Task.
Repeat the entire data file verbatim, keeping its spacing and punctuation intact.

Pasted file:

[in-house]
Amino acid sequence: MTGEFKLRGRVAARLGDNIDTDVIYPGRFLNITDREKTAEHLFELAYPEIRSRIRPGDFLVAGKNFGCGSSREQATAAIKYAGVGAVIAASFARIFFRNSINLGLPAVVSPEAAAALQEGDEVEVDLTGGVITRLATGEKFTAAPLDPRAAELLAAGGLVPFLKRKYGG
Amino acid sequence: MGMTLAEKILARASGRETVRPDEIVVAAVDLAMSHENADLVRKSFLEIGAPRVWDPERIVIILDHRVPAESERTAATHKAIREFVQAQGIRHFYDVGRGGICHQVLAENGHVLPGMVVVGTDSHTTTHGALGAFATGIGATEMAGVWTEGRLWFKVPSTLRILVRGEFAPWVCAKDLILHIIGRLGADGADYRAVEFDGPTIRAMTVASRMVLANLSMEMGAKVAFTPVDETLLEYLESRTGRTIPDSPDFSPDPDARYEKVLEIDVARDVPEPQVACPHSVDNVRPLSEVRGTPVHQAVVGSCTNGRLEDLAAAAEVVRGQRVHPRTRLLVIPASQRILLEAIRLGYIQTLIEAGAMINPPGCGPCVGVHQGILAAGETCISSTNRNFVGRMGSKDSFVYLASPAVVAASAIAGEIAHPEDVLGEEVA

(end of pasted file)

[in-house]
Amino acid sequence: MTGEFKLRGRVAARLGDNIDTDVIYPGRFLNITDREKTAEHLFELAYPEIRSRIRPGDFLVAGKNFGCGSSREQATAAIKYAGVGAVIAASFARIFFRNSINLGLPAVVSPEAAAALQEGDEVEVDLTGGVITRLATGEKFTAAPLDPRAAELLAAGGLVPFLKRKYGG
Amino acid sequence: MGMTLAEKILARASGRETVRPDEIVVAAVDLAMSHENADLVRKSFLEIGAPRVWDPERIVIILDHRVPAESERTAATHKAIREFVQAQGIRHFYDVGRGGICHQVLAENGHVLPGMVVVGTDSHTTTHGALGAFATGIGATEMAGVWTEGRLWFKVPSTLRILVRGEFAPWVCAKDLILHIIGRLGADGADYRAVEFDGPTIRAMTVASRMVLANLSMEMGAKVAFTPVDETLLEYLESRTGRTIPDSPDFSPDPDARYEKVLEIDVARDVPEPQVACPHSVDNVRPLSEVRGTPVHQAVVGSCTNGRLEDLAAAAEVVRGQRVHPRTRLLVIPASQRILLEAIRLGYIQTLIEAGAMINPPGCGPCVGVHQGILAAGETCISSTNRNFVGRMGSKDSFVYLASPAVVAASAIAGEIAHPEDVLGEEVA